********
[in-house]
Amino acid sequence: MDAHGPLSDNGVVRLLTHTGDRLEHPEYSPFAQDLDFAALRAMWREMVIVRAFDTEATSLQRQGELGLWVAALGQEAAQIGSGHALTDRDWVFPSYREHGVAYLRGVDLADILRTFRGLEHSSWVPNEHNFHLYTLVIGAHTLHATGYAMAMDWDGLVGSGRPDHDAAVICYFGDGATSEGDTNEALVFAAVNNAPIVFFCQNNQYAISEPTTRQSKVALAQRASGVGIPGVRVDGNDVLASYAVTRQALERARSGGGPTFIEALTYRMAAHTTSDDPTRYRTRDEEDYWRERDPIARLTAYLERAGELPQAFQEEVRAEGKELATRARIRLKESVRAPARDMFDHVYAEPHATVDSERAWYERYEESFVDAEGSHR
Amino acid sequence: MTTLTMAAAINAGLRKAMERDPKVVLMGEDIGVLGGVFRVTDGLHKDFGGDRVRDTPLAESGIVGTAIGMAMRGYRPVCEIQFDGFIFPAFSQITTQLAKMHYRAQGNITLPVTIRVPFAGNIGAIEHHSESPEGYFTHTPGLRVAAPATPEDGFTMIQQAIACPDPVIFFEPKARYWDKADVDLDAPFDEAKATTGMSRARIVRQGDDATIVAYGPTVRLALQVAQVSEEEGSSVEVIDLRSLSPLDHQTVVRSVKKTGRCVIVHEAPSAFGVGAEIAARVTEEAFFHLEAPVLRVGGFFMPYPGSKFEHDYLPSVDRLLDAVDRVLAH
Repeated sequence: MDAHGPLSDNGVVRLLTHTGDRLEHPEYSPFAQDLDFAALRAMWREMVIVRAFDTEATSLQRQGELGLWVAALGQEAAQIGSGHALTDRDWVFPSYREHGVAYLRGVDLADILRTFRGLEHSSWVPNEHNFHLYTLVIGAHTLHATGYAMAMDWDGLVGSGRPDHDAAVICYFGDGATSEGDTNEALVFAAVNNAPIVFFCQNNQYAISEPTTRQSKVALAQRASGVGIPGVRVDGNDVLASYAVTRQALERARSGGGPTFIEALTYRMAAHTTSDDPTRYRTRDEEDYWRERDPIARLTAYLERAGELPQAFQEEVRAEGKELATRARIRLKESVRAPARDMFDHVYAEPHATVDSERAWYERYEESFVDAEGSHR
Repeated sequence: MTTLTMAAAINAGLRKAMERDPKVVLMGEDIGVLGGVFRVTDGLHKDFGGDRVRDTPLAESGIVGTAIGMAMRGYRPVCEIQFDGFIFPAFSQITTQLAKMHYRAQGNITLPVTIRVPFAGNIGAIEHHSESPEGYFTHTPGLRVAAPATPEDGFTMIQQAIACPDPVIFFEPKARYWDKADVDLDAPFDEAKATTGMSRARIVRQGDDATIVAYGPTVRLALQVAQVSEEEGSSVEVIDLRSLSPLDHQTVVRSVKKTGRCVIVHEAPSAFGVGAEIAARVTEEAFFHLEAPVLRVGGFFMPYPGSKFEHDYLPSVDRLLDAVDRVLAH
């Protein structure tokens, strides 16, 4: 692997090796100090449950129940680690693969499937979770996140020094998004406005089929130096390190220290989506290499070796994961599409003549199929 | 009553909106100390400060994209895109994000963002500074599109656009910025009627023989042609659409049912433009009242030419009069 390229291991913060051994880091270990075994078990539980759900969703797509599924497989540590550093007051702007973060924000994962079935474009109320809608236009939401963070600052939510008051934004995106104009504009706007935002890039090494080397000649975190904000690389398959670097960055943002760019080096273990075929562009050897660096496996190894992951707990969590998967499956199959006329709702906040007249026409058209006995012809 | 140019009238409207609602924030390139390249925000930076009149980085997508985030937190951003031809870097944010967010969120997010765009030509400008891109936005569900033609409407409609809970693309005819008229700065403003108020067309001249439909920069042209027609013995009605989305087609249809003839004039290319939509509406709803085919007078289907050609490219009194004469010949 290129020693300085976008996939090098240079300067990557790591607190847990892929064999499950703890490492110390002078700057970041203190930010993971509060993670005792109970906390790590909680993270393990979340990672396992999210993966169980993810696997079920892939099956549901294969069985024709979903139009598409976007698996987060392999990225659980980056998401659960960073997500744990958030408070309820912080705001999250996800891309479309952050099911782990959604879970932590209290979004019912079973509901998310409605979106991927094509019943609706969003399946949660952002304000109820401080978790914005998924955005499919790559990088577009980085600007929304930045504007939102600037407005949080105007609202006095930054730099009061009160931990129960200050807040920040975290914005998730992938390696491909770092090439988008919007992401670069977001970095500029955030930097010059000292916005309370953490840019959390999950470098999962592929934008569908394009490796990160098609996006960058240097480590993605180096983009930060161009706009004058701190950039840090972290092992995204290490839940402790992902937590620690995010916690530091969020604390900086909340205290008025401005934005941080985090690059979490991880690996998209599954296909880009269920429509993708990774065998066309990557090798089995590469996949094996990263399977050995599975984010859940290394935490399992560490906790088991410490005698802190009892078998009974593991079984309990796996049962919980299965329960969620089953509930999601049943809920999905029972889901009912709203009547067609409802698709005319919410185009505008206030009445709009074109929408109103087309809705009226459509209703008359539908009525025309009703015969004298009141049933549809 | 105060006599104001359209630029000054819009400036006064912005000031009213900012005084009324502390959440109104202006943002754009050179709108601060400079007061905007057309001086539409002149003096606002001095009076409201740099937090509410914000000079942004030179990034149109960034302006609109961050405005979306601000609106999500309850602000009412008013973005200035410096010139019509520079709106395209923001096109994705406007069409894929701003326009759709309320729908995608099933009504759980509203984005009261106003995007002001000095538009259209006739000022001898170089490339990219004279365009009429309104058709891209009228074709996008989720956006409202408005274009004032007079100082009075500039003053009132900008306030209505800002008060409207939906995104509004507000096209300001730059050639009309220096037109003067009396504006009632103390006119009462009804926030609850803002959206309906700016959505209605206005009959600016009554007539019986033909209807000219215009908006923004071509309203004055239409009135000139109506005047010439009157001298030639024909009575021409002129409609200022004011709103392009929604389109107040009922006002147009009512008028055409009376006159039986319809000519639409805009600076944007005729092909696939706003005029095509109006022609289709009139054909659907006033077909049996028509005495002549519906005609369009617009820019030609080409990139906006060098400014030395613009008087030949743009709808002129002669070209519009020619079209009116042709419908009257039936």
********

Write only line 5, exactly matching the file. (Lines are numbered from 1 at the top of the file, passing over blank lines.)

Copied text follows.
Repeated sequence: MTTLTMAAAINAGLRKAMERDPKVVLMGEDIGVLGGVFRVTDGLHKDFGGDRVRDTPLAESGIVGTAIGMAMRGYRPVCEIQFDGFIFPAFSQITTQLAKMHYRAQGNITLPVTIRVPFAGNIGAIEHHSESPEGYFTHTPGLRVAAPATPEDGFTMIQQAIACPDPVIFFEPKARYWDKADVDLDAPFDEAKATTGMSRARIVRQGDDATIVAYGPTVRLALQVAQVSEEEGSSVEVIDLRSLSPLDHQTVVRSVKKTGRCVIVHEAPSAFGVGAEIAARVTEEAFFHLEAPVLRVGGFFMPYPGSKFEHDYLPSVDRLLDAVDRVLAH